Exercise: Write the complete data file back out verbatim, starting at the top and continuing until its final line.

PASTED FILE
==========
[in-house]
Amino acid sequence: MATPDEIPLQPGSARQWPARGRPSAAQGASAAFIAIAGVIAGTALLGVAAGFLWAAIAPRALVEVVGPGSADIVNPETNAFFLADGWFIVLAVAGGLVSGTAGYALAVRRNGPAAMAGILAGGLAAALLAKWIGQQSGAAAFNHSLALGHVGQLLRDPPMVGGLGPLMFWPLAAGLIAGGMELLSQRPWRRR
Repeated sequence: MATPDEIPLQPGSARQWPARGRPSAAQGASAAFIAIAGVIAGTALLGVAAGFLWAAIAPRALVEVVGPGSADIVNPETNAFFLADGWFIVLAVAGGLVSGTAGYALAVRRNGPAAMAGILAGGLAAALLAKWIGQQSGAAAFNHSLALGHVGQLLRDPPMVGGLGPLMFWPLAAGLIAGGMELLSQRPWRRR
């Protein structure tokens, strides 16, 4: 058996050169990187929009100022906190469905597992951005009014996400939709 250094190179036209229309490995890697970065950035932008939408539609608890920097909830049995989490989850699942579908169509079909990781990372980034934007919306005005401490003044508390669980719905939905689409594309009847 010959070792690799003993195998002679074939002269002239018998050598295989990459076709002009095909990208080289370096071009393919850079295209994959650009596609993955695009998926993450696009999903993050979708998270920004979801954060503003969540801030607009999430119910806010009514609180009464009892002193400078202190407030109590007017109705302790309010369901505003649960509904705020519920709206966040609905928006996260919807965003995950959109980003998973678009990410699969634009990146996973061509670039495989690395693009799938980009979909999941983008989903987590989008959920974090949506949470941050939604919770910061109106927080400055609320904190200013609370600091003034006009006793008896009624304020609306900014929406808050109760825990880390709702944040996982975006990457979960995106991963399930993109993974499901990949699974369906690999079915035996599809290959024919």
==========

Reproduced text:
[in-house]
Amino acid sequence: MATPDEIPLQPGSARQWPARGRPSAAQGASAAFIAIAGVIAGTALLGVAAGFLWAAIAPRALVEVVGPGSADIVNPETNAFFLADGWFIVLAVAGGLVSGTAGYALAVRRNGPAAMAGILAGGLAAALLAKWIGQQSGAAAFNHSLALGHVGQLLRDPPMVGGLGPLMFWPLAAGLIAGGMELLSQRPWRRR
Repeated sequence: MATPDEIPLQPGSARQWPARGRPSAAQGASAAFIAIAGVIAGTALLGVAAGFLWAAIAPRALVEVVGPGSADIVNPETNAFFLADGWFIVLAVAGGLVSGTAGYALAVRRNGPAAMAGILAGGLAAALLAKWIGQQSGAAAFNHSLALGHVGQLLRDPPMVGGLGPLMFWPLAAGLIAGGMELLSQRPWRRR
């Protein structure tokens, strides 16, 4: 058996050169990187929009100022906190469905597992951005009014996400939709 250094190179036209229309490995890697970065950035932008939408539609608890920097909830049995989490989850699942579908169509079909990781990372980034934007919306005005401490003044508390669980719905939905689409594309009847 010959070792690799003993195998002679074939002269002239018998050598295989990459076709002009095909990208080289370096071009393919850079295209994959650009596609993955695009998926993450696009999903993050979708998270920004979801954060503003969540801030607009999430119910806010009514609180009464009892002193400078202190407030109590007017109705302790309010369901505003649960509904705020519920709206966040609905928006996260919807965003995950959109980003998973678009990410699969634009990146996973061509670039495989690395693009799938980009979909999941983008989903987590989008959920974090949506949470941050939604919770910061109106927080400055609320904190200013609370600091003034006009006793008896009624304020609306900014929406808050109760825990880390709702944040996982975006990457979960995106991963399930993109993974499901990949699974369906690999079915035996599809290959024919």